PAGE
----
Sunday, November 6, 2016

Nerve injury in shoulder arthroplasty

The risk of nerve injury during anatomical and reverse total shoulder arthroplasty: an intraoperative neuromonitoring study

These authors reviewed 36 consecutive patients who underwent reverse (RSA) (n = 12) or anatomic (TSA) (n = 24) shoulder arthroplasties with intraoperative neuromonitoring.

They found nearly 5 times as many postreduction nerve alerts per patient in the RSA cohort compared with the TSA cohort (2.17 vs. 0.46). 

Most of the nerve alerts for both groups in this study occurred during humeral (43% for TSA vs. 23% for RSA) and glenoid preparation (29% for TSA vs. 34% for RSA) while the arm is in external rotation, accounting for 65% of all nerve alerts in both groups.

There were 17 unresolved nerve alerts postoperatively, with only 2 clinically detectable nerve injuries, which fully resolved by 6 months postoperatively. 

A preoperative decrease in active forward flexion and the diagnosis of rotator cuff arthropathy were independent predictors of intraoperative nerve alerts.

The authors attributed the higher incidence of intraoperative nerve alerts in the post reduction stage in RSA  to the resultant arm lengthening which they state is "inherent in the Grammont-design RSA".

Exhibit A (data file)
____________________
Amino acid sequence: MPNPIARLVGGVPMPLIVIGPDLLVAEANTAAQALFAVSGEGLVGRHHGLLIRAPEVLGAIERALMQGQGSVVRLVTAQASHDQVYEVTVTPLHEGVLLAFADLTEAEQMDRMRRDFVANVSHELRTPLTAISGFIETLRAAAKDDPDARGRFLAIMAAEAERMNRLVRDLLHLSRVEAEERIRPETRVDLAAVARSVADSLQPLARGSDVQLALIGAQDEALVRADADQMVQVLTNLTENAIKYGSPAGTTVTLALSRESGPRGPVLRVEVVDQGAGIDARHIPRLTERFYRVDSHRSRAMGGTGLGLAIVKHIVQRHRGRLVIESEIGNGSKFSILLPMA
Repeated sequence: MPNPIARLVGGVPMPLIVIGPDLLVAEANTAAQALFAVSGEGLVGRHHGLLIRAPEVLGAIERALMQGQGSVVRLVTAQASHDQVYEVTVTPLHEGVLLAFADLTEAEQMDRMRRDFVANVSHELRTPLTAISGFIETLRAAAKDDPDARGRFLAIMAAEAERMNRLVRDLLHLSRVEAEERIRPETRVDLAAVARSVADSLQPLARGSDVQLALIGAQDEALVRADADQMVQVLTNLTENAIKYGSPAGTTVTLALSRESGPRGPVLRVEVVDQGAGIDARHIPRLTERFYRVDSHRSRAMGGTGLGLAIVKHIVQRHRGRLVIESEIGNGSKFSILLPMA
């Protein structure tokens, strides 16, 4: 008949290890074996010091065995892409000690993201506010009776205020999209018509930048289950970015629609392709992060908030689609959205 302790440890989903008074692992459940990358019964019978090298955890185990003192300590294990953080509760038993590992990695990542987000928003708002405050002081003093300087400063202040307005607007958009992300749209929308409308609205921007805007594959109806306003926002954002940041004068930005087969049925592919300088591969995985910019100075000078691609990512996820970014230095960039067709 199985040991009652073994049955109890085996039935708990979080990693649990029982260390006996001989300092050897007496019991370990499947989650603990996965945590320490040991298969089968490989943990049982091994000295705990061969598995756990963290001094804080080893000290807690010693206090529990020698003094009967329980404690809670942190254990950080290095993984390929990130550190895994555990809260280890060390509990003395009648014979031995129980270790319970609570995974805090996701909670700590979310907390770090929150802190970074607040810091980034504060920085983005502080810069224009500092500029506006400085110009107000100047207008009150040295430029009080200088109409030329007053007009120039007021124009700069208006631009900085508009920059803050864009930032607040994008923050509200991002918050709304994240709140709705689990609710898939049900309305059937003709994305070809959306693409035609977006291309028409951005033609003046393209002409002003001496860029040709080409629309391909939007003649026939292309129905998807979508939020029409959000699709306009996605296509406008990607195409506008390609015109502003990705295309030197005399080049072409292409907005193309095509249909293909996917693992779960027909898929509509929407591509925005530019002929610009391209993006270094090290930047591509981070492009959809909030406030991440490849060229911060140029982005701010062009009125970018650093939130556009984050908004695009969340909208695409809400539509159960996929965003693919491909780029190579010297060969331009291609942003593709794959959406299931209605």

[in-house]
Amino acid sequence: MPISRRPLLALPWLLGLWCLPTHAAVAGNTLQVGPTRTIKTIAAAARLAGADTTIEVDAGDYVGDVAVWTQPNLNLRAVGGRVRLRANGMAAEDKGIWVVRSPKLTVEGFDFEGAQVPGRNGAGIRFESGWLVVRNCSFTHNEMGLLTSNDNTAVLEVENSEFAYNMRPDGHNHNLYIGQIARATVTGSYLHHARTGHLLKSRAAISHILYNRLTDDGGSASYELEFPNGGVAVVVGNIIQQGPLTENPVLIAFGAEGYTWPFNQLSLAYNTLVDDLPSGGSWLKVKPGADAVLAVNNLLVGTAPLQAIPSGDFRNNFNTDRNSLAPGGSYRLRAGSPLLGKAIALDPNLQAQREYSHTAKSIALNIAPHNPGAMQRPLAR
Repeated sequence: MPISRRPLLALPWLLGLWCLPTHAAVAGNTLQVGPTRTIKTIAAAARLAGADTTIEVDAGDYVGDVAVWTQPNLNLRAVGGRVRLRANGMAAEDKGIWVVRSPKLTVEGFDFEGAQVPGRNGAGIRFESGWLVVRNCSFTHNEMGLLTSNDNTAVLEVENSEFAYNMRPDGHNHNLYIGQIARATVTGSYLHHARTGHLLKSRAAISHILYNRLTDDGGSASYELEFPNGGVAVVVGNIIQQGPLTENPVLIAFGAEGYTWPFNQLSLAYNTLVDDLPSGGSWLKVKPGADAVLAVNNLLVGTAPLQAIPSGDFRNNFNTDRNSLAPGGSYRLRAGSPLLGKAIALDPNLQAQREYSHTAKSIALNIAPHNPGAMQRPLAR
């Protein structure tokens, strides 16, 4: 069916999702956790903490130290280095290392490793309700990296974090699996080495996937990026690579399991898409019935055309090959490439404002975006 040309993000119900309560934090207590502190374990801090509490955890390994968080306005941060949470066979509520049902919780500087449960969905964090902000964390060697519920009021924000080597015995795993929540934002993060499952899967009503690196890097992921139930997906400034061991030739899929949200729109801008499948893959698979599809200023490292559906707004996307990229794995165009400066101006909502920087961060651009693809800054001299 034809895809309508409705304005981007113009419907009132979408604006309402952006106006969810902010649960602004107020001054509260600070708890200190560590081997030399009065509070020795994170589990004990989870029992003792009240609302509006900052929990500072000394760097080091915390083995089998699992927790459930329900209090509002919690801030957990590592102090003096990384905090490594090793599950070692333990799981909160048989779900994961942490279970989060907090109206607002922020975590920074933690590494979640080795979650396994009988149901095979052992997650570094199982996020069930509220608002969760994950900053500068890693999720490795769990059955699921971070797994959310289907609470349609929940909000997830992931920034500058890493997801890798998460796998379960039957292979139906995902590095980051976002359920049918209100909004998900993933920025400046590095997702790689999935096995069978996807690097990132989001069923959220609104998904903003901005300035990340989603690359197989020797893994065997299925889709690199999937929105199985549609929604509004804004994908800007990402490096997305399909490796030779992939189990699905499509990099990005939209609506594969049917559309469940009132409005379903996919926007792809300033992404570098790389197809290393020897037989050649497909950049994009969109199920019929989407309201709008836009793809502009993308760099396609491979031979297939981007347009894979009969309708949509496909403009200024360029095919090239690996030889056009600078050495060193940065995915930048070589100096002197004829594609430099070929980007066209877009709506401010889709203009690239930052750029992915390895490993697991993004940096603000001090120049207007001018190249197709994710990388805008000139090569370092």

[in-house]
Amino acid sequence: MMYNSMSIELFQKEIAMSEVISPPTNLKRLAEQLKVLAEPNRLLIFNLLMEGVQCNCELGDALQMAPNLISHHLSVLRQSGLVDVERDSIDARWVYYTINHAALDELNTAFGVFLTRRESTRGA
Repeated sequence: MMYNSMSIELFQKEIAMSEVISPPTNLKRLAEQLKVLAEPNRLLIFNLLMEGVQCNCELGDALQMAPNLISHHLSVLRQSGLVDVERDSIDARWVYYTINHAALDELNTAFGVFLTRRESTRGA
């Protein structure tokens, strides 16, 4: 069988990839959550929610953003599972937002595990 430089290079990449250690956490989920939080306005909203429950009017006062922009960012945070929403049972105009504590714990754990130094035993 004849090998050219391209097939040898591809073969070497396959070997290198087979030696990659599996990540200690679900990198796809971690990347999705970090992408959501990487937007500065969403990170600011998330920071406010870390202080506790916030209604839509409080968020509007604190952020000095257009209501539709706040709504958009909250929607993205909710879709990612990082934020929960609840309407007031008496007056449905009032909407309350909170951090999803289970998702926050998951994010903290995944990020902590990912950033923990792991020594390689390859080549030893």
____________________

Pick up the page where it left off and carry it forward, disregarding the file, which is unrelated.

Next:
Comment: In their discussion the authors provide evidence that traction nerve injury is related to strain (6 to 12%) and the duration of application of the strain. They suggest that external rotation is the position placing greatest strain on the brachial plexus.  We agree that the 'danger position' is external rotation and extension. For this reason we limit the time the arm is in this position to under one minute at the time. 

Their findings also support the direct relationship between arm lengthening after reduction and neurologic injury. There is evidence that lengthening of 2 cm increases the risk of plexus injury. They raise the question of whether a non-Grammont design that lateralizes the glenosphere (or the humerus) has less brachial stretch and fewer nerve injuries.  We agree and for that reason we use a RSA technique that avoids excessive lengthening.

They observe that nerve injury may present without obvious sensory or motor dysfunction but as pain. We have seen instances of palm pain after shoulder arthroplasty that cannot be otherwise explained.

With respect to factors that may predispose to nerve injury, preoperative stiffness and methotrexate therapy can be added to the list.

Interested readers are directed to this related post:

Shoulder arthroplasty can be/is hard on the nerves around the shoulder